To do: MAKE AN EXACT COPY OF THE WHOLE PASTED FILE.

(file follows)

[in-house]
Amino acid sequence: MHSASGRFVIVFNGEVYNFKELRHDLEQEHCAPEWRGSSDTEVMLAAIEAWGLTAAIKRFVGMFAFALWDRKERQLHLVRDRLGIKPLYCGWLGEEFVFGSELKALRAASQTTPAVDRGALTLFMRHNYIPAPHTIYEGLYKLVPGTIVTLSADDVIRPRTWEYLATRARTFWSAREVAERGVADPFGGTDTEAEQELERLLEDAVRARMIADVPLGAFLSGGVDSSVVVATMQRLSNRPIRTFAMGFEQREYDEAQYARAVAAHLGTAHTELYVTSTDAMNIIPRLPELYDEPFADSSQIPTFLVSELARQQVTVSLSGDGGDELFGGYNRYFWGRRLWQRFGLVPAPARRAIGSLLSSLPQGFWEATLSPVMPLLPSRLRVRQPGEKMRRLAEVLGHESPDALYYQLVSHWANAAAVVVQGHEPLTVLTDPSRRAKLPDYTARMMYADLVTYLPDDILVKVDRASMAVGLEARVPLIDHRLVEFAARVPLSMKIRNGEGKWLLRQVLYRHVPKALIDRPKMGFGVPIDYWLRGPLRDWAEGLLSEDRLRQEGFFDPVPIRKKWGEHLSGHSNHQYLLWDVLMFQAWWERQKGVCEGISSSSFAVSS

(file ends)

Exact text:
[in-house]
Amino acid sequence: MHSASGRFVIVFNGEVYNFKELRHDLEQEHCAPEWRGSSDTEVMLAAIEAWGLTAAIKRFVGMFAFALWDRKERQLHLVRDRLGIKPLYCGWLGEEFVFGSELKALRAASQTTPAVDRGALTLFMRHNYIPAPHTIYEGLYKLVPGTIVTLSADDVIRPRTWEYLATRARTFWSAREVAERGVADPFGGTDTEAEQELERLLEDAVRARMIADVPLGAFLSGGVDSSVVVATMQRLSNRPIRTFAMGFEQREYDEAQYARAVAAHLGTAHTELYVTSTDAMNIIPRLPELYDEPFADSSQIPTFLVSELARQQVTVSLSGDGGDELFGGYNRYFWGRRLWQRFGLVPAPARRAIGSLLSSLPQGFWEATLSPVMPLLPSRLRVRQPGEKMRRLAEVLGHESPDALYYQLVSHWANAAAVVVQGHEPLTVLTDPSRRAKLPDYTARMMYADLVTYLPDDILVKVDRASMAVGLEARVPLIDHRLVEFAARVPLSMKIRNGEGKWLLRQVLYRHVPKALIDRPKMGFGVPIDYWLRGPLRDWAEGLLSEDRLRQEGFFDPVPIRKKWGEHLSGHSNHQYLLWDVLMFQAWWERQKGVCEGISSSSFAVSS